Getty2

Comparing depictions of heaven across time and cultures could prove to be a fun exercise. How much do the depictions reflect contemporary tastes or standards? If the architects of today or those with architectural knowledge generally like mid-century modern, this is what they might prefer heaven to look like. Would Christians throughout the United States agree? There have been too many depictions of clouds for that not to show up somewhere and ancient Greek architecture – familiar to Americans in a number of important buildings including government structures – might be popular. Would heaven look more like the nondescript suburban megachurches of today or more like a Gothic cathedral? Or, would Americans prefer heaven to look like mansions in a well-kept suburb or prefer it to be more about nature? And global depictions would likely differ significantly from these options.

The comfortable suburban afterlife

What if humans after death end up in a suburban community? This is the premise of the Amazon show Forever:

Starring SNL alums Maya Rudolph as June and Fred Armisen as her husband, Oscar, the eight-part series, which dropped in its entirety in September, does a deep dive into the meaning of life by exploring what happens when it ends…

For the couple, the hereafter is ambiguous — neither heaven nor hell. Rather, it seems a lot like their former life in a subdivision of tidy ranch-style homes in suburban Riverside, Calif.

Familiar, safe, comfortable…

Oscar spends his days struggling doing crossword puzzles at the dining room table. June teaches herself how to make vases and bowls on a potter’s wheel on the back patio (a nod, no doubt, to the famous Demi Moore/Patrick Swayze scene from “Ghost”). They go for strolls through the neighborhood, where the weather feels perpetually like early autumn with its amber light and just enough of a nip in the air to make you reach for your flannel shirt or lightweight cashmere pullover.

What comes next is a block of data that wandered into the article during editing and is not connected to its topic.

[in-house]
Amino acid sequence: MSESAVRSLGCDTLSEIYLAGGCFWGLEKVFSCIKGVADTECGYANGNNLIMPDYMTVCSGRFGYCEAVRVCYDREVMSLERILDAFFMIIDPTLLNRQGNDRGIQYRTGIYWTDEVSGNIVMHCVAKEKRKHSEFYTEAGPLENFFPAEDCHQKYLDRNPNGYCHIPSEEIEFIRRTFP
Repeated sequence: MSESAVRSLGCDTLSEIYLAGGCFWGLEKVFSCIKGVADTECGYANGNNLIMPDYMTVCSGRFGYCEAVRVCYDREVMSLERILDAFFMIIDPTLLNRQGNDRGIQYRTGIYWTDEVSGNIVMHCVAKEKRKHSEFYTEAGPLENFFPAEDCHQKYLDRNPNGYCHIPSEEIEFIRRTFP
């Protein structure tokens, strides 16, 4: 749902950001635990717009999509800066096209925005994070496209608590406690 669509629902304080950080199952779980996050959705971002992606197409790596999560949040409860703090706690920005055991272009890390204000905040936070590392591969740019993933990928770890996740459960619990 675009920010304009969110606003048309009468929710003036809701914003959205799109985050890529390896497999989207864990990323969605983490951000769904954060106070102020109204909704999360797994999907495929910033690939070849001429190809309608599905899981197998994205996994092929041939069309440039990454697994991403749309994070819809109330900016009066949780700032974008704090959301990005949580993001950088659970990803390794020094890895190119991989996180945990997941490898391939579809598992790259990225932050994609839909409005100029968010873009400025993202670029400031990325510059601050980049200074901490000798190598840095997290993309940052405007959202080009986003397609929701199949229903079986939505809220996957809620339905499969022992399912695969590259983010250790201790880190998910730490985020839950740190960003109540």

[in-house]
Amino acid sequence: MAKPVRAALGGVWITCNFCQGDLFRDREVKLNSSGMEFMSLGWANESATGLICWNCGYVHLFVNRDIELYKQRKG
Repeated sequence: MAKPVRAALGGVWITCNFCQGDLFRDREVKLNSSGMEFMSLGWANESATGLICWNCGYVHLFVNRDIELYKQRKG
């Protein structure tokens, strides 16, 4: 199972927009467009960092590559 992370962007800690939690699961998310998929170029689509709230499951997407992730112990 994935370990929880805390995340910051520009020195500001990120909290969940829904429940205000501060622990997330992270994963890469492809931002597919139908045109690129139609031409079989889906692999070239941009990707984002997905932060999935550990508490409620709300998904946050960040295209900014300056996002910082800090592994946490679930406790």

Apparently the show then moves on from this suburban start. Given that Americans moved to the suburbs in large numbers in the last century plus the goal of attaining the suburban American Dream is well-established, is it much of a stretch to cast the afterlife as a comfortable suburb?

I imagine critics of the suburbs might have other views. Indeed, they might suggest a suburban afterlife would be hell. (Bring back the TV show Suburgatory!) This reminds me of C. S. Lewis’s description of hell in The Great Divorce (as noted by an astute commenter):

As soon as anyone arrives he settles in some street. Before he’s been there twenty-four hours he quarrels with his neighbour. Before the week is over he’s quarrelled so badly that he decides to move….Finally he’ll move right out to the edge of the town and build a new house.

So perhaps the suburbs are actually a decent middle ground between heaven and hell, containing elements of either depending on who is doing the evaluating. Then, perhaps the real debate starts: if suburbs are in the middle, are cities heaven and rural areas hell or vice versa…